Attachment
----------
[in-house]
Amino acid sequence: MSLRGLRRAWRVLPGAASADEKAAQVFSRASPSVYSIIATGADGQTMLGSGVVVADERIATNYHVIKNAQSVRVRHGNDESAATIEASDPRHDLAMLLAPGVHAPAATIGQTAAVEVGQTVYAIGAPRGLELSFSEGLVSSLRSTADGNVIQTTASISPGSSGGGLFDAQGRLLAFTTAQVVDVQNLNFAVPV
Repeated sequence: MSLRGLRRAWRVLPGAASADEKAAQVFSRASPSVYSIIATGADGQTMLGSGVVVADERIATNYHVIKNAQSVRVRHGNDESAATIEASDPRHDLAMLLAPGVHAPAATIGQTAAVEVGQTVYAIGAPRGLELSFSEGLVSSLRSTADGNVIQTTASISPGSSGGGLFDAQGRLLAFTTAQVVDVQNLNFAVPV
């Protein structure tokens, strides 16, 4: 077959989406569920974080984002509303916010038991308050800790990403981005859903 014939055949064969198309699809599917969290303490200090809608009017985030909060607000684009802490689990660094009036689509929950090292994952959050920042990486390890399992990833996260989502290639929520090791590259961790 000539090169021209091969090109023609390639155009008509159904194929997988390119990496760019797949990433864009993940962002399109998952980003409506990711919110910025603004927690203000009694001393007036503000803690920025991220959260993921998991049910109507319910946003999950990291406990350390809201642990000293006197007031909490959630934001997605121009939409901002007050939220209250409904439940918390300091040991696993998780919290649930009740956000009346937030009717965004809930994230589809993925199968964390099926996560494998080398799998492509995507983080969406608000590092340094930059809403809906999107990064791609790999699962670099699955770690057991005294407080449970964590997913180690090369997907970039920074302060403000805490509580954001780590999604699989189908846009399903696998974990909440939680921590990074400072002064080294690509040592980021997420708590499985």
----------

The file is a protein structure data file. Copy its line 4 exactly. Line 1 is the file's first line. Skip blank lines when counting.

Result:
């Protein structure tokens, strides 16, 4: 077959989406569920974080984002509303916010038991308050800790990403981005859903 014939055949064969198309699809599917969290303490200090809608009017985030909060607000684009802490689990660094009036689509929950090292994952959050920042990486390890399992990833996260989502290639929520090791590259961790 000539090169021209091969090109023609390639155009008509159904194929997988390119990496760019797949990433864009993940962002399109998952980003409506990711919110910025603004927690203000009694001393007036503000803690920025991220959260993921998991049910109507319910946003999950990291406990350390809201642990000293006197007031909490959630934001997605121009939409901002007050939220209250409904439940918390300091040991696993998780919290649930009740956000009346937030009717965004809930994230589809993925199968964390099926996560494998080398799998492509995507983080969406608000590092340094930059809403809906999107990064791609790999699962670099699955770690057991005294407080449970964590997913180690090369997907970039920074302060403000805490509580954001780590999604699989189908846009399903696998974990909440939680921590990074400072002064080294690509040592980021997420708590499985």